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Acute Injury – or the inflammatory stage, can continue for up to 72 hours after the initial injury- redness, swelling, pain when resting and lack of function at the site occurs.  This is the time to seek treatment, as it can be easier to recover quickly at this early stage.


Overuse Injuries – Occur from errors when training, and when a sport or exercise/activity is carried out for too long or too fast. Without adequate rest and recovery time, continuous specific exercises when only certain muscles or bones are used, will fail. Poor technique and overloading of weights will result in pain, tingling, weakness, and dysfunction. 


Chronic Injuries – once acute and perhaps ignored in the hope that the injury will heal without treatment and continues for three months or more. The longer the injury goes without treatment, dysfunction grows, pain increases, flare ups happen, and chronic pain continues.  Chronic injuries are much harder to repair and take longer to treat. Administering certain massage techniques such as deep tissue massage, trigger pointing, and friction will re-injury the site, with mobility and stretching of the area to introduce correct repair, before a specific rehabilitation exercise programme can be introduced.  


What Next…


If you want to recover from an injury well, the first approach is to recognise you have an issue and to seek treatment as soon as possible. The right rehab programme is essential in determining the recovery time and what function you get back.


Acute Phase


Resting the area is a key element in helping the body from causing further damage. It allows healing to start without the added strain of re-igniting the injury from too much too soon. However, with rest comes ice. Acute injuries respond well in the first stages of injury with ice, ice, and more ice.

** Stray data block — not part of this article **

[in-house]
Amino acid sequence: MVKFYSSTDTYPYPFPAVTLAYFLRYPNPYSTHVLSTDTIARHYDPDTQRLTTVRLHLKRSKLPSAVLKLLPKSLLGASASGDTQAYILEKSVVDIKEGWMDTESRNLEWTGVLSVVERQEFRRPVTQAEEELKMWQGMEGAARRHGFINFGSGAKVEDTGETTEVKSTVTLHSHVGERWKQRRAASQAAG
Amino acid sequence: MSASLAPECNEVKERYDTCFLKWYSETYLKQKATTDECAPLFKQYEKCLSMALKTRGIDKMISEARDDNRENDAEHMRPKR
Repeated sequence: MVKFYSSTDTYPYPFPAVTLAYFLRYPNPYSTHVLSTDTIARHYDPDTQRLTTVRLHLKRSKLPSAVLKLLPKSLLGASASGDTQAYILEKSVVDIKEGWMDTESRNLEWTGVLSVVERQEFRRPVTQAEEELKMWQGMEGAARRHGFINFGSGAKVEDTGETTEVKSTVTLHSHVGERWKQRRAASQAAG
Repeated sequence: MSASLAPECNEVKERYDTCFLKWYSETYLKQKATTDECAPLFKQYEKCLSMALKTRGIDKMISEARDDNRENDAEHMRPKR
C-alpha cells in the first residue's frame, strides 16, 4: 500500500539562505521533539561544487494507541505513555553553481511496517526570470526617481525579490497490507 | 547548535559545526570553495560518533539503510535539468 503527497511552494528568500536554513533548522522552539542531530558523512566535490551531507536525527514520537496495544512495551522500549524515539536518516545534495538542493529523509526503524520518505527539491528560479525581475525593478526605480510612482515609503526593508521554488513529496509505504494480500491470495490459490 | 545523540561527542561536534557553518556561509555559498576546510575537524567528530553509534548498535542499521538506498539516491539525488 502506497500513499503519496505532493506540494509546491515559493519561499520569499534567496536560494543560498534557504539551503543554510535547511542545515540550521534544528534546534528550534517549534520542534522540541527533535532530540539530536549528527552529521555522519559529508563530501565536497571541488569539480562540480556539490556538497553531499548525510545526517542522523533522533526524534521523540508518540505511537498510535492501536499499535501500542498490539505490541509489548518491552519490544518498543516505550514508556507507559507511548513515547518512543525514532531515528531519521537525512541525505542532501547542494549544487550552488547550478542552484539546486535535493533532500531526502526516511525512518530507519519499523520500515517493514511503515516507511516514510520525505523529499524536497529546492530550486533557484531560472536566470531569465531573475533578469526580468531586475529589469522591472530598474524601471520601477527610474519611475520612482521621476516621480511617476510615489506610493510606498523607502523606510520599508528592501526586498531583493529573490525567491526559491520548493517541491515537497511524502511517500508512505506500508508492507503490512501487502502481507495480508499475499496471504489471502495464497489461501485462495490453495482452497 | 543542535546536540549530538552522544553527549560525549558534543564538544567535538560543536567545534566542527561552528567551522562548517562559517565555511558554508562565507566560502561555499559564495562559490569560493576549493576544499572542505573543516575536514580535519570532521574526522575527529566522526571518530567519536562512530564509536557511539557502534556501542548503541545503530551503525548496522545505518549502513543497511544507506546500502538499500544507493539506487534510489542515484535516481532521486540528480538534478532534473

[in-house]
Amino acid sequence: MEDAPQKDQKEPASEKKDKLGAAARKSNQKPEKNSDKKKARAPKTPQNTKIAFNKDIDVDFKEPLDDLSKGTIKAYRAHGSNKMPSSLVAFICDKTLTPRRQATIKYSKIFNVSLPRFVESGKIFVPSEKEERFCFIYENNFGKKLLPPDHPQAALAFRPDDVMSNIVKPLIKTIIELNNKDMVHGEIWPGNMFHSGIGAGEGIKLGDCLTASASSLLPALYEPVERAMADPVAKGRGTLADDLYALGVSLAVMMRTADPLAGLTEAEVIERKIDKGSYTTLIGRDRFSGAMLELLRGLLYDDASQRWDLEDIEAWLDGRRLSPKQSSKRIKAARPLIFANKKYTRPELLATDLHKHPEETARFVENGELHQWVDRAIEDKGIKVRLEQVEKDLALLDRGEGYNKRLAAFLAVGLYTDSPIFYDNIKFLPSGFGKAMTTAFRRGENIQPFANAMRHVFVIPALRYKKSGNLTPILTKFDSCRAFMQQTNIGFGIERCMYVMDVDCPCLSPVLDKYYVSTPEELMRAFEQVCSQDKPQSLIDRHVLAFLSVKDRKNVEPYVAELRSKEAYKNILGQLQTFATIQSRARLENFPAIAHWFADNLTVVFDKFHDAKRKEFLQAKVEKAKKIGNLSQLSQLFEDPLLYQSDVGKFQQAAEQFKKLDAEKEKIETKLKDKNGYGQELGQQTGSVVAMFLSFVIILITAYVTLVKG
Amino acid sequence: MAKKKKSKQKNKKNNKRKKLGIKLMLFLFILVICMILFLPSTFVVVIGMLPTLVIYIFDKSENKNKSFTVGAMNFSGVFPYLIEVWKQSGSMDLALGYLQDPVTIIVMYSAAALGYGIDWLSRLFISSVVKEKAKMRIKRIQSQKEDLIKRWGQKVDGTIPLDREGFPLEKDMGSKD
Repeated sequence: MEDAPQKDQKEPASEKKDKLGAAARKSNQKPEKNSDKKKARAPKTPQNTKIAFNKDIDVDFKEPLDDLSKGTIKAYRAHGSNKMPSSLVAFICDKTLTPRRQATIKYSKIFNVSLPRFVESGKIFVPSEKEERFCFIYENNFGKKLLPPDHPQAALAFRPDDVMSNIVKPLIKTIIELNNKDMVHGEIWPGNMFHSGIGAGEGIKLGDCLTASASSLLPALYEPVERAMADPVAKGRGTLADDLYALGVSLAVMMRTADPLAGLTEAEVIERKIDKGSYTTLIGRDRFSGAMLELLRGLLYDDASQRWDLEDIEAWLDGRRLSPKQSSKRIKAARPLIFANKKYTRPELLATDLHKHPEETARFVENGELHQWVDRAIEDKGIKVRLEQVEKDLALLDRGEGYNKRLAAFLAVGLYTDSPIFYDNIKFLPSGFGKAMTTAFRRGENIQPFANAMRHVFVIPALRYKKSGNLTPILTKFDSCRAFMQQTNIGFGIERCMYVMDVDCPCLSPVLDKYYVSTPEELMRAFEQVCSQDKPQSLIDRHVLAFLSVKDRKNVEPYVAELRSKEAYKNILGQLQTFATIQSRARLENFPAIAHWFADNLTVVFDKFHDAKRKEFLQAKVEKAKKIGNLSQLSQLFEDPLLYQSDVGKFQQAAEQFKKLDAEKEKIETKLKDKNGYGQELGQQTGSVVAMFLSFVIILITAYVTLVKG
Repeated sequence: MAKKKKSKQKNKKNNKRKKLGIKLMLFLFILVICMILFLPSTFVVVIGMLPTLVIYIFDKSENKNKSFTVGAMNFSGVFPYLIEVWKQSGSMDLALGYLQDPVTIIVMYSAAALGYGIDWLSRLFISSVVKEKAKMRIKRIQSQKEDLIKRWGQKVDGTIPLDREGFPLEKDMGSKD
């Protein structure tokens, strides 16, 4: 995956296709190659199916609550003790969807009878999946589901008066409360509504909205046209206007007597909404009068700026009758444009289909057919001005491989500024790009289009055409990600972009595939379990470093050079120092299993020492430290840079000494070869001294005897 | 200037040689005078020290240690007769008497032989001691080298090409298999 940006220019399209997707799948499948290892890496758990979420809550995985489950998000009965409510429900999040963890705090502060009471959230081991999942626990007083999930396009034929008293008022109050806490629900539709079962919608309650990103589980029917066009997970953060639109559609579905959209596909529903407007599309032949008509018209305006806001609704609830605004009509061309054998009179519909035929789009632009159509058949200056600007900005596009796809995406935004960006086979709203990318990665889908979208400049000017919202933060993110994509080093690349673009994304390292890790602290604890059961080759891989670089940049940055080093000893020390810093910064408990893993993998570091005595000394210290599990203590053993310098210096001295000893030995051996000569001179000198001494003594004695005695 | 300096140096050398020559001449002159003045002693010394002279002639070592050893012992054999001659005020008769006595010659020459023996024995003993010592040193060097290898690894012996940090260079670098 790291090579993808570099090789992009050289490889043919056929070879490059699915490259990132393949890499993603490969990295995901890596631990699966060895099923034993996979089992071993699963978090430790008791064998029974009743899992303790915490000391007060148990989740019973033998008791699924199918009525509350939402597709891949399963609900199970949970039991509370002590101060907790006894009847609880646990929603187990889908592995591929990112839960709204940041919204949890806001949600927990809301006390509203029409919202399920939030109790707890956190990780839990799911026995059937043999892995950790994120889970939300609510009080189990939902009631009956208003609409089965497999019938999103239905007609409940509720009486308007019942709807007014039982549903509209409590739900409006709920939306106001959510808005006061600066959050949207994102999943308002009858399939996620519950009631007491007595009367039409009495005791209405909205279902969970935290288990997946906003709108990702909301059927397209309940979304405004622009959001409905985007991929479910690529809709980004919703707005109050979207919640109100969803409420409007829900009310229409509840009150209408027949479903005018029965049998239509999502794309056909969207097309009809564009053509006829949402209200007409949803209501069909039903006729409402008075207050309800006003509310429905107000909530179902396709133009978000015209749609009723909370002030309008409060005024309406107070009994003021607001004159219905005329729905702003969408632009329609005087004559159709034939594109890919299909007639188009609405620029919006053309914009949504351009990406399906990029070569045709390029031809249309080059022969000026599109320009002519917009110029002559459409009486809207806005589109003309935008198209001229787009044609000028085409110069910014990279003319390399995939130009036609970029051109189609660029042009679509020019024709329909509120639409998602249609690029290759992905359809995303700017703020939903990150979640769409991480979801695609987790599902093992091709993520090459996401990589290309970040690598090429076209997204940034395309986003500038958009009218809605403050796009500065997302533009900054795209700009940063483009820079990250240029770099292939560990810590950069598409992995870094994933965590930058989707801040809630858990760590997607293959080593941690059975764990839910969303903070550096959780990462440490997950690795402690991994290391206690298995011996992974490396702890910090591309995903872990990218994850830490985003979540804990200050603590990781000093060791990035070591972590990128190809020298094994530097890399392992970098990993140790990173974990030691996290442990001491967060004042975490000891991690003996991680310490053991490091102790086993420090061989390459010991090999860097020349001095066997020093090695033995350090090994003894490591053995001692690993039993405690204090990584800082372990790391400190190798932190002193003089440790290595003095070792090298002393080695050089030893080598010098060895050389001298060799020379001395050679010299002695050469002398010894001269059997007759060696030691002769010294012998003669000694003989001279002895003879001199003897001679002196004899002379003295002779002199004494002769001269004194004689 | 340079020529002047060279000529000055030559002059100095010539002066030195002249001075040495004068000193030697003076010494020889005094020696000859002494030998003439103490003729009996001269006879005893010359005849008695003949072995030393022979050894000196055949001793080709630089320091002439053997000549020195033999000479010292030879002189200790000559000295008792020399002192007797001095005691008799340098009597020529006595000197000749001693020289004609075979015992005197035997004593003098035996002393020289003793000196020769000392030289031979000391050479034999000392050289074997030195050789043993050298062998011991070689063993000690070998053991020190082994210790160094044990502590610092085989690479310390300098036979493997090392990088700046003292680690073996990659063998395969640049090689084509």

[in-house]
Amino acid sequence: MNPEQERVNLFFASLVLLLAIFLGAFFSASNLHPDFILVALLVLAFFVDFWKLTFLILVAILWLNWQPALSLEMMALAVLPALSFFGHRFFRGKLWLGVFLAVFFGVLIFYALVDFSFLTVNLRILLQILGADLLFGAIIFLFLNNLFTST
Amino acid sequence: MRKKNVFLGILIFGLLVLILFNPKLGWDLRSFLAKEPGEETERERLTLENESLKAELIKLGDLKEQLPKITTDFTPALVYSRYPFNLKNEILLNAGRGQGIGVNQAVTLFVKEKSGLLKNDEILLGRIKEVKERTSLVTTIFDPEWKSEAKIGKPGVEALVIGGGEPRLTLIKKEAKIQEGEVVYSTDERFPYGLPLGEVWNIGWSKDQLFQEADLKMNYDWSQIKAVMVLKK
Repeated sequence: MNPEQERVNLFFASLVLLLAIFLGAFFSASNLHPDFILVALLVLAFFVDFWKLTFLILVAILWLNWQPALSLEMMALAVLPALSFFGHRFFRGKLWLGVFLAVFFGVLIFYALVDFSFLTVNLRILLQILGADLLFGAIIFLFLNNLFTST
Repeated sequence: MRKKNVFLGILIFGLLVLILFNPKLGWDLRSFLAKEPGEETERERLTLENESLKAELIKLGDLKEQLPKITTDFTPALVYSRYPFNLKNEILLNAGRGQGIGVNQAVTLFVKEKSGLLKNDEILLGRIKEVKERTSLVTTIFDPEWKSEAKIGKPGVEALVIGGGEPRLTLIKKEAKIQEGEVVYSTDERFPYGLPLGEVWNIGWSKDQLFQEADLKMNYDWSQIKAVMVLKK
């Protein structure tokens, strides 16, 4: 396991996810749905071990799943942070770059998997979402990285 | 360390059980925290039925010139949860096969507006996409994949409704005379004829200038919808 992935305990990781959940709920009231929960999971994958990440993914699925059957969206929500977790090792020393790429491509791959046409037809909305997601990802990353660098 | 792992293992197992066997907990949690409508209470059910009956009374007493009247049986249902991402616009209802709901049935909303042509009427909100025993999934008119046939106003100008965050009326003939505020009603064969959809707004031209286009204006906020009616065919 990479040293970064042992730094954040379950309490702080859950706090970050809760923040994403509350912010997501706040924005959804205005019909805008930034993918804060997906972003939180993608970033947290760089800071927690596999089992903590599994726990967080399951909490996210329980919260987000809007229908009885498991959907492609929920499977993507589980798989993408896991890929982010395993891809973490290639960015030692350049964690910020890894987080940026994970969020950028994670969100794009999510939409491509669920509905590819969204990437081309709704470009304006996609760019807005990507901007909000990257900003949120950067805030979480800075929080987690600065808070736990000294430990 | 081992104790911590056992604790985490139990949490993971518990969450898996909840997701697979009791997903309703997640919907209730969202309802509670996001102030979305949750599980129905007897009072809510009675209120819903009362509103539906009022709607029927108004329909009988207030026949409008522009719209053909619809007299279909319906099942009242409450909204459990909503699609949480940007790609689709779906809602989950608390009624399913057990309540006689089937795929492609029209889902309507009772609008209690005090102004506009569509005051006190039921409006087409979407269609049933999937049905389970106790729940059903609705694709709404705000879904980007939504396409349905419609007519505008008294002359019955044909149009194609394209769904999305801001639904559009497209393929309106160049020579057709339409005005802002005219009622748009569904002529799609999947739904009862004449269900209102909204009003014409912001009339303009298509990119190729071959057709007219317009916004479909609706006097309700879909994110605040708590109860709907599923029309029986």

Icepacks are inevitably in every person’s freezer if an injury has been sustained before. It helps sooth and cool the area, allowing new blood to circulate, carrying much needed nutrients, and swelling to subside.


Cover the Ice/Icepack in a damp tea towel (to stop ice burn). No more than 20 mins, 3 or 4 x a day whilst treatment continues. 


Anti-inflammatories or medication to control pain can also help but seeking medical advice before going along this course of action is advised.


Equipment may also be necessary, such as tape, splint, or sling to protect the area.


Motion Phase


Mobility, specific stretching, and soft tissue work will promote flexibility and initial range of motion of the affected area in the acute stage. This is all done in a controlled manner and not forced. Advice will be given on how much aftercare you must do yourself before the next appointment. 


Strength Phase


With injury comes muscle weakness. Keeping fit and active to maintain your endurance is very important for your health and wellbeing. Along with this, specific strength and endurance exercises for the injury site will be introduced, along with keeping up mobility, flexibility, and ice/heat treatments allowing increased range of motion, new blood, and nutrients to promote healing. Re-education to exercise the area with good form, proper technique and strengthening local, regional, and peripheral muscles.


Function Phase


This phase of rehabilitation introduces specific exercises to restore co-ordination, and balance, improve speed, agility and sport-specific skills progressing from simple to complex. 


Not every person or injury is the same. However, the way injuries are treated are extremely similar in their execution if you take the first step. The above information explains how to get control back of function that is lost. Any injury impacts on everyday life, the activity or sport you love and takes a huge toll on your mental health if not tackled head on. 


Time to get started!

Morning Run
Taping a shoulder wound
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